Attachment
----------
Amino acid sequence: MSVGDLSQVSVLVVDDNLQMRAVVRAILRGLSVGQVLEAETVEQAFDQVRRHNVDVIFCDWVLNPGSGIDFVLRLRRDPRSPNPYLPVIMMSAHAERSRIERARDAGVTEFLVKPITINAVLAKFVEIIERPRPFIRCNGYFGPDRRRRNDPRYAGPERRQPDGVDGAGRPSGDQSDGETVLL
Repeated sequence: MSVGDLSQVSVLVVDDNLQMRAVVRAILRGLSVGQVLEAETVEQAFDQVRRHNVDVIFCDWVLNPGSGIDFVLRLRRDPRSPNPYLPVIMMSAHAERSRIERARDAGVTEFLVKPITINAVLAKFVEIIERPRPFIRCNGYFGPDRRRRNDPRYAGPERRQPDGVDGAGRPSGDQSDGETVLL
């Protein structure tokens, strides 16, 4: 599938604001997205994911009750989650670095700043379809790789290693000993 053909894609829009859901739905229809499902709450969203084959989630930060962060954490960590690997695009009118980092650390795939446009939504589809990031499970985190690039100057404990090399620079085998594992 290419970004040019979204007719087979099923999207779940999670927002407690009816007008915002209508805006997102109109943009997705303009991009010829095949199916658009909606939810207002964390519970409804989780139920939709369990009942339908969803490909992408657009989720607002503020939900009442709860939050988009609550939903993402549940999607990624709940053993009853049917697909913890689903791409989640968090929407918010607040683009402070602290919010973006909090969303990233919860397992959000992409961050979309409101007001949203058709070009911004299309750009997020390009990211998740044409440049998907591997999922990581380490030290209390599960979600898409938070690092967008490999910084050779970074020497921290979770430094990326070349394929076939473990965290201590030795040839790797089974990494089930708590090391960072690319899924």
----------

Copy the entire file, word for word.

Amino acid sequence: MSVGDLSQVSVLVVDDNLQMRAVVRAILRGLSVGQVLEAETVEQAFDQVRRHNVDVIFCDWVLNPGSGIDFVLRLRRDPRSPNPYLPVIMMSAHAERSRIERARDAGVTEFLVKPITINAVLAKFVEIIERPRPFIRCNGYFGPDRRRRNDPRYAGPERRQPDGVDGAGRPSGDQSDGETVLL
Repeated sequence: MSVGDLSQVSVLVVDDNLQMRAVVRAILRGLSVGQVLEAETVEQAFDQVRRHNVDVIFCDWVLNPGSGIDFVLRLRRDPRSPNPYLPVIMMSAHAERSRIERARDAGVTEFLVKPITINAVLAKFVEIIERPRPFIRCNGYFGPDRRRRNDPRYAGPERRQPDGVDGAGRPSGDQSDGETVLL
């Protein structure tokens, strides 16, 4: 599938604001997205994911009750989650670095700043379809790789290693000993 053909894609829009859901739905229809499902709450969203084959989630930060962060954490960590690997695009009118980092650390795939446009939504589809990031499970985190690039100057404990090399620079085998594992 290419970004040019979204007719087979099923999207779940999670927002407690009816007008915002209508805006997102109109943009997705303009991009010829095949199916658009909606939810207002964390519970409804989780139920939709369990009942339908969803490909992408657009989720607002503020939900009442709860939050988009609550939903993402549940999607990624709940053993009853049917697909913890689903791409989640968090929407918010607040683009402070602290919010973006909090969303990233919860397992959000992409961050979309409101007001949203058709070009911004299309750009997020390009990211998740044409440049998907591997999922990581380490030290209390599960979600898409938070690092967008490999910084050779970074020497921290979770430094990326070349394929076939473990965290201590030795040839790797089974990494089930708590090391960072690319899924």